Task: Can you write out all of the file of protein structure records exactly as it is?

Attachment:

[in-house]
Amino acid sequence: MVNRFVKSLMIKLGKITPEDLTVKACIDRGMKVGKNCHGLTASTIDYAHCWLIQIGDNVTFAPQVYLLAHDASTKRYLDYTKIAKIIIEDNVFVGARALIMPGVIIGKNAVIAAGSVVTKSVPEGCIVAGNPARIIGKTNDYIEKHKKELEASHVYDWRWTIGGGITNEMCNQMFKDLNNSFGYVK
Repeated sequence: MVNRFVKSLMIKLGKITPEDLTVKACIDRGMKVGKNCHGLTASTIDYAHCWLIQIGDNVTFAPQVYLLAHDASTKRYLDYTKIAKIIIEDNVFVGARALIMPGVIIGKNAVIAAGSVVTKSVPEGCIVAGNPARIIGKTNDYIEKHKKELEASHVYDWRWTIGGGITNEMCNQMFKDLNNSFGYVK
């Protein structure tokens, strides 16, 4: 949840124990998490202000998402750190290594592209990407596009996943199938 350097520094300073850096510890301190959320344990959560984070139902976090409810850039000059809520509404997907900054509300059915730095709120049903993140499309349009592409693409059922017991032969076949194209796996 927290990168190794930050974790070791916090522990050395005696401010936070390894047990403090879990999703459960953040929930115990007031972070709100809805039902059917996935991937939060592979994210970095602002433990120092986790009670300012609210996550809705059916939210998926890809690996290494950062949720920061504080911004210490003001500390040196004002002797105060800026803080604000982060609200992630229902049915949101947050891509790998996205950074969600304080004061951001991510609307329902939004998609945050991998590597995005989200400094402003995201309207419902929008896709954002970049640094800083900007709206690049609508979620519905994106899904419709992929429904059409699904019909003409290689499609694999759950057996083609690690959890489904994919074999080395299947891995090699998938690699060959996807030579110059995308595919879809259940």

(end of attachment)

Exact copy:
[in-house]
Amino acid sequence: MVNRFVKSLMIKLGKITPEDLTVKACIDRGMKVGKNCHGLTASTIDYAHCWLIQIGDNVTFAPQVYLLAHDASTKRYLDYTKIAKIIIEDNVFVGARALIMPGVIIGKNAVIAAGSVVTKSVPEGCIVAGNPARIIGKTNDYIEKHKKELEASHVYDWRWTIGGGITNEMCNQMFKDLNNSFGYVK
Repeated sequence: MVNRFVKSLMIKLGKITPEDLTVKACIDRGMKVGKNCHGLTASTIDYAHCWLIQIGDNVTFAPQVYLLAHDASTKRYLDYTKIAKIIIEDNVFVGARALIMPGVIIGKNAVIAAGSVVTKSVPEGCIVAGNPARIIGKTNDYIEKHKKELEASHVYDWRWTIGGGITNEMCNQMFKDLNNSFGYVK
């Protein structure tokens, strides 16, 4: 949840124990998490202000998402750190290594592209990407596009996943199938 350097520094300073850096510890301190959320344990959560984070139902976090409810850039000059809520509404997907900054509300059915730095709120049903993140499309349009592409693409059922017991032969076949194209796996 927290990168190794930050974790070791916090522990050395005696401010936070390894047990403090879990999703459960953040929930115990007031972070709100809805039902059917996935991937939060592979994210970095602002433990120092986790009670300012609210996550809705059916939210998926890809690996290494950062949720920061504080911004210490003001500390040196004002002797105060800026803080604000982060609200992630229902049915949101947050891509790998996205950074969600304080004061951001991510609307329902939004998609945050991998590597995005989200400094402003995201309207419902929008896709954002970049640094800083900007709206690049609508979620519905994106899904419709992929429904059409699904019909003409290689499609694999759950057996083609690690959890489904994919074999080395299947891995090699998938690699060959996807030579110059995308595919879809259940």